Japan in Autumn – The most common seasonal foods
So it’s September and that mean’s summer has all but disappeared, as 秋 (あき or Aki) ‘Autumn’ or ‘Fall’ gradually creeps in and makes itself known. As temperatures start to taper off, we look forward to more milder days, cooler nights and the beauty of fall’s changing colour leaves. To keep in theme with the season, here we will introduce some of the more common seasonal foods you should expect to find or try during the autumn months.
栗 – (くり or Kuri) is a Japanese Chestnut that is seasonal during the Fall. They are small to medium sized nuts and are typically bitter in taste. As a result, they are usually used as an ingredient for a number of dishes, rather than eaten as is. One of the most common dishes is known as 栗ご飯 (くりごはん or kurigohan), meaning chestnut rice. This dish is of course made with Japanese Chestnuts and also Japanese rice and Salted Plums (梅干し – うめぼし or Umeboshi). A typical dish will look similar to the picture below:
薩摩芋 (さつまいも or Satsuma-imo) – is the Japanese sweet potato, which can be found in a variety of colours. Whilst they usually have a yellowish flesh inside, you can also buy purple coloured imo’s too, usually referred to as 紫芋 (Murasaki Imo). Some of the more common dishes that include sweet potato are Imo-gohan, which is boiled in its skin and served with rice, or for a sweeter taste the sweet potato is dipped in sweet syrup. They can also be served deep fried as a tempura dish.
秋刀魚 (さんま or Sanma) – known as the Pacific Saury in English, because it can be found in the North Pacific Ocean around the nations of Japan and Korea. They shape of the fish itself is said to be similar to that of a knife, and so this is also reflected in the Chinese Characters which directly translates into ‘autumn knife fish’.
They are usually prepared lightly salted and grilled, usually garnished with a grated radish (daikon) and commonly served with a combination of rice and miso soup. They may also be served with a variety of other condiments including soy sauce, lime or lemon.
They may also be served raw as a sashimi dish, and this is becoming increasingly more popular, especially in the areas in and around Mie. As a dish, it is usually sprinkled with salt and pepper, and served on top of a vinegar flavoured rice as sushi.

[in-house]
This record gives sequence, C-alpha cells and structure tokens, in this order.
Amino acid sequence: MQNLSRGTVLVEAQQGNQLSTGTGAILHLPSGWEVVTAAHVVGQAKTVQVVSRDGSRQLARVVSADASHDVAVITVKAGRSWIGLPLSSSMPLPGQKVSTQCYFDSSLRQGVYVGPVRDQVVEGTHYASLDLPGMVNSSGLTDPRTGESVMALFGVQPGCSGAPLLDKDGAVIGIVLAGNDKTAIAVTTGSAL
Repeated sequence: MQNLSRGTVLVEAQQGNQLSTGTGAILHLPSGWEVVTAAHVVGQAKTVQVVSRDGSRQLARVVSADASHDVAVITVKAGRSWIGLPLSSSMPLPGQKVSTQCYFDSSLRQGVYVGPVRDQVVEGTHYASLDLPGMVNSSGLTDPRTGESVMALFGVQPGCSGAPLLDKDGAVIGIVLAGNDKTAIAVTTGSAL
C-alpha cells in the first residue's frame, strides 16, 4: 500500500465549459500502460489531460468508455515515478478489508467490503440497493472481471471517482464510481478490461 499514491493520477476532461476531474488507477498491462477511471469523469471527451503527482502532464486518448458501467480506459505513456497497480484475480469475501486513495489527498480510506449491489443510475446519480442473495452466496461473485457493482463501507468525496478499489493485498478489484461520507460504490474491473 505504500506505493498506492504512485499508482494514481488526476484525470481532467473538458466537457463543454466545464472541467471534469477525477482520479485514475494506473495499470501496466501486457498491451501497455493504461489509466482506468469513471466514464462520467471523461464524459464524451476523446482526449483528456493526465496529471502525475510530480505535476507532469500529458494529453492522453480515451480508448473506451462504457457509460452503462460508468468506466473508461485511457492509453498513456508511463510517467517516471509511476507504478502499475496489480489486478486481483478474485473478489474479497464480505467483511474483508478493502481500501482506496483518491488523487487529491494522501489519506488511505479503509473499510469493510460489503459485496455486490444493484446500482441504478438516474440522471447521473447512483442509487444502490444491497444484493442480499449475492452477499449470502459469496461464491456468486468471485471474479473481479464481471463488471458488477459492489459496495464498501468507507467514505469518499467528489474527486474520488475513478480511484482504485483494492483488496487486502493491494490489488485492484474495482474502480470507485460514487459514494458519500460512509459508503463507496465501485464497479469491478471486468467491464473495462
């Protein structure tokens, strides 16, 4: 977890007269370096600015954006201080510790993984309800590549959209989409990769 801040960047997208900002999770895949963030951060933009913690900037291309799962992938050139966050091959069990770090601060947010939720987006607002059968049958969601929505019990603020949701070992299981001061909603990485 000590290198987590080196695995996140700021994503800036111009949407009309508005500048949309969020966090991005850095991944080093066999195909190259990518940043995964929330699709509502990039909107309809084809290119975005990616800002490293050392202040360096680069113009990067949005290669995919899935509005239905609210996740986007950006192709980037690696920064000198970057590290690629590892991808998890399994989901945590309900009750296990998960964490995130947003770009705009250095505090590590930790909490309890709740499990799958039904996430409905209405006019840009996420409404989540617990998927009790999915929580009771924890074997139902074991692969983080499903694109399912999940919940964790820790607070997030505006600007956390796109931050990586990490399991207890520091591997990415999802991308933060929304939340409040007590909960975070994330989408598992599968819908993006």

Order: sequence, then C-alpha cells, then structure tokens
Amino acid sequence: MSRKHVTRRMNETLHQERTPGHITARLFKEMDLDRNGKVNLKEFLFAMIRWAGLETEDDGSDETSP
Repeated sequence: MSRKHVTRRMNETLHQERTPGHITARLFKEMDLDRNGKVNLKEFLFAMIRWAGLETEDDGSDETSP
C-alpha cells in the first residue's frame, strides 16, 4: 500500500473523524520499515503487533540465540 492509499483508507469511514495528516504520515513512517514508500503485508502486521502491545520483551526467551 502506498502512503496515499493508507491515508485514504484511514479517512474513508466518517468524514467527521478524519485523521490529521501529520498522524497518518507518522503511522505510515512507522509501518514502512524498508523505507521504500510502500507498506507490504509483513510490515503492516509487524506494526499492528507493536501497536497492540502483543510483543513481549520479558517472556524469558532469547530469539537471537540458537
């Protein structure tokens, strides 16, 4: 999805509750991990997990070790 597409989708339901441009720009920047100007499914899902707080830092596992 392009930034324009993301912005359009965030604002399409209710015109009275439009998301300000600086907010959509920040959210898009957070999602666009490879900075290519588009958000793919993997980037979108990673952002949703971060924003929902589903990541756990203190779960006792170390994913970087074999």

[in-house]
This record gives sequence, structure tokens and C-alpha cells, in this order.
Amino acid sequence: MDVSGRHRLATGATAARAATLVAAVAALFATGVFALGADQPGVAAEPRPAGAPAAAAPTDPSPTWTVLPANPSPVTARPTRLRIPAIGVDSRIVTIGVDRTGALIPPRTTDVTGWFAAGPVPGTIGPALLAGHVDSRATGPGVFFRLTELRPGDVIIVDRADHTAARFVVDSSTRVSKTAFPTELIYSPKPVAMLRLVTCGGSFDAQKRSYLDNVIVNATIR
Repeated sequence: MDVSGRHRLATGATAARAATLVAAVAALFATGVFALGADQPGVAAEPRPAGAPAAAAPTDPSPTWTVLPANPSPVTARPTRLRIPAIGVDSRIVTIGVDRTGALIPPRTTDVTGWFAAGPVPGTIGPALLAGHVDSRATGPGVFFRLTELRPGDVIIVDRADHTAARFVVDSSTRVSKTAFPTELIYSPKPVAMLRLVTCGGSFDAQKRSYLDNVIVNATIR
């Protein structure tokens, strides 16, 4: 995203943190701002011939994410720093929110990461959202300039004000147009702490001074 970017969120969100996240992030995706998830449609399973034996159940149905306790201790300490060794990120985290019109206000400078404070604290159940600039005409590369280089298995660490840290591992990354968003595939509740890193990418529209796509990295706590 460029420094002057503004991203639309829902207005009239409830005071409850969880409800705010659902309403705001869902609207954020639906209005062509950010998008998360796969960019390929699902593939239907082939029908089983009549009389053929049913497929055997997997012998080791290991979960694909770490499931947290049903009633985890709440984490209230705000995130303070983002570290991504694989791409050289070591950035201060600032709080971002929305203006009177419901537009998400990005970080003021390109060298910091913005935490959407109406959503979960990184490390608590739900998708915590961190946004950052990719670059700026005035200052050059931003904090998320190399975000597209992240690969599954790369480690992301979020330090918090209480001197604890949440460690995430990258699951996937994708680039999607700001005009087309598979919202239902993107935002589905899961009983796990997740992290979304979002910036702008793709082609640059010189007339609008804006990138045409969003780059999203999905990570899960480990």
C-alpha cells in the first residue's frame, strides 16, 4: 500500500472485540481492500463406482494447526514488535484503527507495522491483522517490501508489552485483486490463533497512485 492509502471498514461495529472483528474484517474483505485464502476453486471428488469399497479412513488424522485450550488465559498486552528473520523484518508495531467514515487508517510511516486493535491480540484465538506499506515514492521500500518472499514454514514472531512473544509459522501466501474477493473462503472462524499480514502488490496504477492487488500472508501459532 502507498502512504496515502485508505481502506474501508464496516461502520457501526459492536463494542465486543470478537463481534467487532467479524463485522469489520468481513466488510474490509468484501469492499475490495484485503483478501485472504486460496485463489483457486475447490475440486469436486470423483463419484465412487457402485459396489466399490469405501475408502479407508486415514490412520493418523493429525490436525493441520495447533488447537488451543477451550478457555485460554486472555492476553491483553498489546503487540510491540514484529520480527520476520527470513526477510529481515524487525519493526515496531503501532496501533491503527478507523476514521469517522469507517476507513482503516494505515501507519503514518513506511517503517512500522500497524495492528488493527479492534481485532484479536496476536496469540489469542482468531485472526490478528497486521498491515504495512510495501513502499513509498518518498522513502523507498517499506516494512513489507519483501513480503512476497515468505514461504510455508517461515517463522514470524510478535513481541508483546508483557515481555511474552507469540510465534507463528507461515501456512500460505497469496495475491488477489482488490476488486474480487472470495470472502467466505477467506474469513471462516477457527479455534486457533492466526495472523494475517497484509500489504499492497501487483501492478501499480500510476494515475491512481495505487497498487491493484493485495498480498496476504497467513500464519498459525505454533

Other Fall Foods
茄子 (なす or Nasu) – Has a few names in English, but most commonly referred to as Eggplant (in Oz anyway) or Aubegine, typically smaller in size in Japan when compared to its Western counterparts. The Egglplant is a common ingredient for many dishes, but can also be just as delicious on its own. Whether grilled, braised, fried or boiled it is extremely versatile during the autumn months.
南瓜 (かぼちゃ or Kabocha) – Pumpkin is especially common as we enter the cooler months of autumn. Obviously, it is especially delicious as a soup towards the cooler end of fall, but it is also popular throughout the Halloween period, where you naturally see many lanterns and other Pumpkin related dishes and decorations. Happy trick or treating!
葡萄 (ぶどう or Budou) – Grapes are also a common food found throughout autumn, especially during harvest. In addition, if you’re so inclined to go fruit picking yourself, you can join a tour or find one of the many farms available that let you indulge to your hearts content, within a certain time limit of course. Farms can be found in the areas of Yamanashi, Nagano, Kyoto and more.
梨 (なし or Nashi) – Similar to grapes, pears are also a common food that can be picked from farms located across rural Japan. Some of the picking friendly places include farms located in Aomori, Yamagata, Yamanashi and more.
For more information on fruit picking and available farms and tours, I recommend you check out the highly informative site Japan Fruits – the way of Japan. Happy Picking!